Regranex Topical Gel - As referenced in JAAPA, current therapy includes the use of a topical protein-based growth factor gel, Regranex (becaplermin; 0.01% recombinant platelet-derived growth factor-B). Regranex is currently the only FDA-approved advanced care biologic topical agent for the treatment of patients with lower extremity neuropathic diabetic foot ulcers. It was initially developed by Johnson & Johnson and is currently marketed by Systagenix. Regranex which is patient administered, requires daily application followed by a daily cleansing 12 hours after the drug treatment over a 20-week period. As a result, during the prescribed 20-week treatment period, Regranex patients are required to undertake approximately 280 interventions (drug administrations and cleansings) to achieve the potential maximum healing effect.
Bioengineered Skin Substitutes - In addition to protein-based therapy, the JAAPA article discusses other advanced wound healing approaches for the treatment of diabetic foot ulcers that include bioengineered skin substitutes, as well as medical devices that provide negative pressure wound therapy. Bioengineered skin substitutes represent an important class of products that include two FDA-approved dermal graft substitutes: Apligraf(R) a combination of human fibroblasts and keratinocytes and Dermagraft(R), consisting of human fibroblasts alone. Based on product labeling and usage instructions, both products require multiple grafting procedures by physicians into the wound area (and may require the use of sutures) on a weekly or bi-weekly basis, by physicians over a 12-week period. Some products in this class require low temperature storage (-70 degrees Celsius) or need to be special ordered by a physician immediately prior to patient treatment because of a very limited shelf life (approximately 10 days).
Negative Pressure Wound Therapy - Negative pressure wound therapy for the treatment of diabetic ulcers consists of medical devices employing the use of specialized wound dressings connected to an air supply line linked to a microprocessor-controlled air pump to create a healing environment around the wound. These systems are designed to create a moist wound environment, reduce edema and promote formation and perfusion of granulation tissue. They have been proven to be safe and effective, accommodate a wide range of wound sizes, and are used in a broad range of other types of wounds including surgical as well as trauma wounds. However, effective therapy generally requires that these systems be used by patients on a 24/7 basis for up to 16 weeks (based on recently published studies). As a result, they are complex and challenging for patients to use over extended periods of time, impair patient mobility, and require repeated physician visits, equipment cleansings and dressing changes.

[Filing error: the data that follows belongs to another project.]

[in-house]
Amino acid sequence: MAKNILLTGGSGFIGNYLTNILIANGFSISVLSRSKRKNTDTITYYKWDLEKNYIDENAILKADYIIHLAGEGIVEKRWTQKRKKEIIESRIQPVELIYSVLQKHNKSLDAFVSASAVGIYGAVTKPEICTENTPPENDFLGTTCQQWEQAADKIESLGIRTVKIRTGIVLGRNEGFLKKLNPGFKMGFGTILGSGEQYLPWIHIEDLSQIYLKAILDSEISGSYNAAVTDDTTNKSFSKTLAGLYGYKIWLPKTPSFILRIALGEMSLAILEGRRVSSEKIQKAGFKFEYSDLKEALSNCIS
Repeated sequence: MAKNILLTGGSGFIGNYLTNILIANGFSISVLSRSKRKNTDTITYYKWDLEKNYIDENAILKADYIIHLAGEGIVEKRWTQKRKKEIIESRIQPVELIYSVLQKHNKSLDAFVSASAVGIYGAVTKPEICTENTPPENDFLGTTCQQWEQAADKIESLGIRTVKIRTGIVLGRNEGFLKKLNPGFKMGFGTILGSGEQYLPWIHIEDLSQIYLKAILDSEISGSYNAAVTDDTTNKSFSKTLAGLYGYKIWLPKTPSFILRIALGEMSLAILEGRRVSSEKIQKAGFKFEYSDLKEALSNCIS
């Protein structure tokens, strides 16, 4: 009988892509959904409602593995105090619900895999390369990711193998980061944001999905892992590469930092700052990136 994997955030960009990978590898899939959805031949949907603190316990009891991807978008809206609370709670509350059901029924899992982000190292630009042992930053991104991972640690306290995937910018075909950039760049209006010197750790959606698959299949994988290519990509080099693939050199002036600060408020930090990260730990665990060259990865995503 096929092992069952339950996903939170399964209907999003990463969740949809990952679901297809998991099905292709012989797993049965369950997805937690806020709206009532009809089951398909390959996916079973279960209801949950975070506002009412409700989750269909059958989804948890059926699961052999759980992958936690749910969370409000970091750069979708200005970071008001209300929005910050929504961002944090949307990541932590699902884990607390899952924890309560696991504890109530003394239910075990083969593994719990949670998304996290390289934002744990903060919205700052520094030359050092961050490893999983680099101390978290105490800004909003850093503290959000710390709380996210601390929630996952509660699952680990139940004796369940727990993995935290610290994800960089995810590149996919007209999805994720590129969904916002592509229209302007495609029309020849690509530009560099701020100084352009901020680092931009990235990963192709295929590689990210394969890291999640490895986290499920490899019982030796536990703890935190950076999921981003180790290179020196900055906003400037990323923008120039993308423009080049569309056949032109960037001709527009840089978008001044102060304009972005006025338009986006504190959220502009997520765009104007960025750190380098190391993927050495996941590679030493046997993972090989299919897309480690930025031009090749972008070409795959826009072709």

Wound Care Centers - Chronic wounds represent a significant unmet medical need as evidenced by the emergence and growth of wound care centers across the U.S. These centers were developed by healthcare providers to provide specialized treatment to chronic wound patients. There are an estimated 1,000 outpatient wound care centers across the U.S. Wound care centers offer a broad spectrum of specialized care as well as best clinical practices for managing wound healing. Many centers provide hyperbaric oxygen therapy and most have access to a multidisciplinary medical team. Usually associated with a hospital, these centers provide a focused approach to wound management with the goal of reducing the need for inpatient care and surgical procedures such as amputation.
Excellarate Product Candidate - Cardium's Excellarate product candidate is initially being developed to facilitate wound closure in non-healing diabetic foot ulcers. The Company believes that the ability to achieve closure of chronic, non-healing wounds following the treatment of a simple-to-use, physician administrated topical gel offers the potential for considerable benefit to patient populations with chronic diseases such as diabetes. Currently available advanced wound care products for these patients have a number of limitations such as requiring a regimen of repeated wound cleanings and product re-administrations, multiple trips to a treatment center, or custom-produced and expensive skin substitutes. In addition, many patients, including approximately one in seven participants in the MATRIX clinical study, have wounds that do not close even after previous treatment with what are regarded as the most advanced wound care therapies currently available (i.e., repeat-administration therapies using becaplermin protein or negative pressure pumps, or "living-skin" equivalents).